Venom, ancient sharks, and genes: some information to get your imagination moving
Some science information to get that muse working out:
Venom – the ‘harmless’ boomslang snake
The boomslang snake used to be thought harmless – until a very experienced herpetologist was bitten on the thumb while handling one.
By the next day, he was dead of internal bleeding, caused by the venom of this ‘harmless’ snake.
The boomslang doesn’t attack often – it’s pretty shy and will run away if it has the chance. Only people handling it or trying to capture or kill it will inspire its fear and cause it to bite.
Then the venom begins its slow work of destroying the red blood cells and causing widespread hemorrhaging that eventually causes the person to bleed to death internally. It can take three to five days to actually cause death.
Luckily, an antivenin is available, but it’s rare. Anyone bitten by a boomslang should immediately get to a hospital.
More information at Reptiles Magazine.
Ancient sharks – extinct, yes, but what if they did exist?
The megalodon shark – a huge animal even larger than a T-rex – went extinct during the Pleistocene extinction. Some people believe they may still be around, possibly deep in the ocean, despite the science that says, “Uh, no.”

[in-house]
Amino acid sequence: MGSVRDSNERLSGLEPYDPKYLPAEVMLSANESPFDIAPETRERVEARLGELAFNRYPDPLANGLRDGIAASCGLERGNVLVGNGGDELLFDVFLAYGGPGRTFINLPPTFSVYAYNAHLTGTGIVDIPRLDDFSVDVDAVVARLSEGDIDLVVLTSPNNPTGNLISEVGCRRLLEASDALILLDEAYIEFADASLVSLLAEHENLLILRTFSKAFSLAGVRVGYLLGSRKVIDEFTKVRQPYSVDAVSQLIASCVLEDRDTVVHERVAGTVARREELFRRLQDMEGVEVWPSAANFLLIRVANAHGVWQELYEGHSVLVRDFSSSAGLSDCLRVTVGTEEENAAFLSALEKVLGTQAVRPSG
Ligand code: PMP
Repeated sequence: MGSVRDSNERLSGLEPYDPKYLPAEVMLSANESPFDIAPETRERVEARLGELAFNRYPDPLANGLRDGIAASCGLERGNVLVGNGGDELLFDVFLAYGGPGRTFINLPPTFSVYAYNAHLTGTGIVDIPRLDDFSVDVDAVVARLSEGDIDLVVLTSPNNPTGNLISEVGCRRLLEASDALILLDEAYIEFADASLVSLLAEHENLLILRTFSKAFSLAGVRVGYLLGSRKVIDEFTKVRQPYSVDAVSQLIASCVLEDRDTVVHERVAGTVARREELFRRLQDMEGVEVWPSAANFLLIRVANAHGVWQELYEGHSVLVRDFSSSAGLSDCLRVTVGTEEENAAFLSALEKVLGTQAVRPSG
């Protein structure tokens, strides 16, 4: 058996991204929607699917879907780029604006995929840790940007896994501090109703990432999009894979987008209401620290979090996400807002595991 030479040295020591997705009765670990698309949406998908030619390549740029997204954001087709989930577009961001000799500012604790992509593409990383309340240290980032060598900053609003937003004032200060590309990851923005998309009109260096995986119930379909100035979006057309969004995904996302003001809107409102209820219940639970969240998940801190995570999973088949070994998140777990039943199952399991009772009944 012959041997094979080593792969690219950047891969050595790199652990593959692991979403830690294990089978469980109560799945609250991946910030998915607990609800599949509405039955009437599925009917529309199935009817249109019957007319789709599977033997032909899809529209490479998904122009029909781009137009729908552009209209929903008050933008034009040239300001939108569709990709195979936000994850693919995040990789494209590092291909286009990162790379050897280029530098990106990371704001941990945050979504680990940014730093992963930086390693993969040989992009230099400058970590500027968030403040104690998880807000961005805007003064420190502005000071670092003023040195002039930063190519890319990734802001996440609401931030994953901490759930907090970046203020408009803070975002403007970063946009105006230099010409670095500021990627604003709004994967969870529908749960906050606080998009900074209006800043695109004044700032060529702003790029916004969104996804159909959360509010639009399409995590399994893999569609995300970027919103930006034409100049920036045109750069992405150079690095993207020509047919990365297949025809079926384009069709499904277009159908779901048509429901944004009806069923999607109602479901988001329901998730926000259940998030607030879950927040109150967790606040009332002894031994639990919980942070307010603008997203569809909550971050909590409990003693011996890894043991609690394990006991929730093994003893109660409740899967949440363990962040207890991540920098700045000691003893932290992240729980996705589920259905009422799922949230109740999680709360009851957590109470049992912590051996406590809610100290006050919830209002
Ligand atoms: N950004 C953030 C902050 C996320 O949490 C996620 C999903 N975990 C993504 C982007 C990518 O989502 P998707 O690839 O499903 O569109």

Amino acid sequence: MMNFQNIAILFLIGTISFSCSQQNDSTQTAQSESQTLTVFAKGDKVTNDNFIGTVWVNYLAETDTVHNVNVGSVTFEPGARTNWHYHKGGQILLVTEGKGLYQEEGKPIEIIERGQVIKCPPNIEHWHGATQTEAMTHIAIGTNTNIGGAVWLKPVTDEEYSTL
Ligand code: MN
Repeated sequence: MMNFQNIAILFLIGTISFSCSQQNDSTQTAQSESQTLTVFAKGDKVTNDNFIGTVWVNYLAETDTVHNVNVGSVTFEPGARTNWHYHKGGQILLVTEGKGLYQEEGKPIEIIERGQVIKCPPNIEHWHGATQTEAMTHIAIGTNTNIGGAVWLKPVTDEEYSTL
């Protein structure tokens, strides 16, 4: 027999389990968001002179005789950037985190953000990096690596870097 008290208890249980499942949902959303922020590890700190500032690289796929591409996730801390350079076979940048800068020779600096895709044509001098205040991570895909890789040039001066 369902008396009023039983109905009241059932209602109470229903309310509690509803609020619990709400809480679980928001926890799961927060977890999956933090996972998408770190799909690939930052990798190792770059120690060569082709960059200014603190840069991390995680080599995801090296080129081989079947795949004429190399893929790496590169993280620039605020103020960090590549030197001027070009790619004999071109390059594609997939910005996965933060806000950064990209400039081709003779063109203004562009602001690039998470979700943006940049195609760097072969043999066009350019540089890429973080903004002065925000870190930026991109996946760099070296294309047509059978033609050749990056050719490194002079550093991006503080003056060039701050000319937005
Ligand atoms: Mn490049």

This article at IFLScience gives all the science that tells us the megalodon shark is gone. Dead. Extinct forever.
What got my muse working, though, was the article’s idea of what we would see if it did exist:
“They would be chowing down on massive sharks and whales all over the world. We would see bite marks on whales, scars from old attacks too large to be from any known shark. It would be a spectacular sight, but unfortunately not one that we are going to see.”
Perhaps not in real life – but anything is possible in fiction.
Genes – what your parents gave you may be different than you thought
Scientists have been reasonably sure that what happens to the parents won’t affect the children’s genes. This because the genetic markers gained by the parents through their lifetimeÂ – whether it’s through a deliberate habit, like smoking, or a life event, like a famine – are erased by a cleansing principle called the Weismann barrier.
However, scientists are starting to find that this isn’t entirely true. Up to 5% of the genetic markers are missed by the this genetic cleansing.
They’re postulating that this is why Dutch children whose mothers had been pregnant during the post-war famine are often being diagnosed with schizophrenia. Diabetes, bipolar disorder, and obesity seem to be other effects that may be caused by this missed cleansing.
Doesn’t it make you wonder what your parents might have done or been through that made you who you are today?
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